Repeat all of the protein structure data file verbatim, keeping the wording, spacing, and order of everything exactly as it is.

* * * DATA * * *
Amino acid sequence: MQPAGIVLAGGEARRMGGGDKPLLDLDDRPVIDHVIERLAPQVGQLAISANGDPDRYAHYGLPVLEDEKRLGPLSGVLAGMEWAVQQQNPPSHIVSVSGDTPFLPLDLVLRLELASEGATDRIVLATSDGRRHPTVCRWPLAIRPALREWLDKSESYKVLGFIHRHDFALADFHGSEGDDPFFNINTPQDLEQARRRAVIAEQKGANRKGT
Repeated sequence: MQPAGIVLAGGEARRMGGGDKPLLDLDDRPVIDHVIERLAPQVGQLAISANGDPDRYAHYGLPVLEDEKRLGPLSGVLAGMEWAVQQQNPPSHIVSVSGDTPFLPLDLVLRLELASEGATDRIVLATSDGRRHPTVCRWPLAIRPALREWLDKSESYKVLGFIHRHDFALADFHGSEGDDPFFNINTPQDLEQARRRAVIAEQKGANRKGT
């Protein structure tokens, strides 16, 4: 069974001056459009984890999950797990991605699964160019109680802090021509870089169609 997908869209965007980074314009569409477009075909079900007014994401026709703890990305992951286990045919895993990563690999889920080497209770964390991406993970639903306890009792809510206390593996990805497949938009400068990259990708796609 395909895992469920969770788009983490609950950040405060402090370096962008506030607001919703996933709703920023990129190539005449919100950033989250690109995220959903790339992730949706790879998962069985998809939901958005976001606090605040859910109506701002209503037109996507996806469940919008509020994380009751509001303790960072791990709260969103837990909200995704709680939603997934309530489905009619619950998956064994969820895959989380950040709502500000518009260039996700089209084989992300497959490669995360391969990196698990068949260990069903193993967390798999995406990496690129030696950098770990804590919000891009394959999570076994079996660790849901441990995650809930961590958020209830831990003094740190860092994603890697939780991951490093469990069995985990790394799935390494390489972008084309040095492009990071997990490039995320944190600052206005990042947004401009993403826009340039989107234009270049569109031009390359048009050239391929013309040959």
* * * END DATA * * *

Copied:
Amino acid sequence: MQPAGIVLAGGEARRMGGGDKPLLDLDDRPVIDHVIERLAPQVGQLAISANGDPDRYAHYGLPVLEDEKRLGPLSGVLAGMEWAVQQQNPPSHIVSVSGDTPFLPLDLVLRLELASEGATDRIVLATSDGRRHPTVCRWPLAIRPALREWLDKSESYKVLGFIHRHDFALADFHGSEGDDPFFNINTPQDLEQARRRAVIAEQKGANRKGT
Repeated sequence: MQPAGIVLAGGEARRMGGGDKPLLDLDDRPVIDHVIERLAPQVGQLAISANGDPDRYAHYGLPVLEDEKRLGPLSGVLAGMEWAVQQQNPPSHIVSVSGDTPFLPLDLVLRLELASEGATDRIVLATSDGRRHPTVCRWPLAIRPALREWLDKSESYKVLGFIHRHDFALADFHGSEGDDPFFNINTPQDLEQARRRAVIAEQKGANRKGT
């Protein structure tokens, strides 16, 4: 069974001056459009984890999950797990991605699964160019109680802090021509870089169609 997908869209965007980074314009569409477009075909079900007014994401026709703890990305992951286990045919895993990563690999889920080497209770964390991406993970639903306890009792809510206390593996990805497949938009400068990259990708796609 395909895992469920969770788009983490609950950040405060402090370096962008506030607001919703996933709703920023990129190539005449919100950033989250690109995220959903790339992730949706790879998962069985998809939901958005976001606090605040859910109506701002209503037109996507996806469940919008509020994380009751509001303790960072791990709260969103837990909200995704709680939603997934309530489905009619619950998956064994969820895959989380950040709502500000518009260039996700089209084989992300497959490669995360391969990196698990068949260990069903193993967390798999995406990496690129030696950098770990804590919000891009394959999570076994079996660790849901441990995650809930961590958020209830831990003094740190860092994603890697939780991951490093469990069995985990790394799935390494390489972008084309040095492009990071997990490039995320944190600052206005990042947004401009993403826009340039989107234009270049569109031009390359048009050239391929013309040959």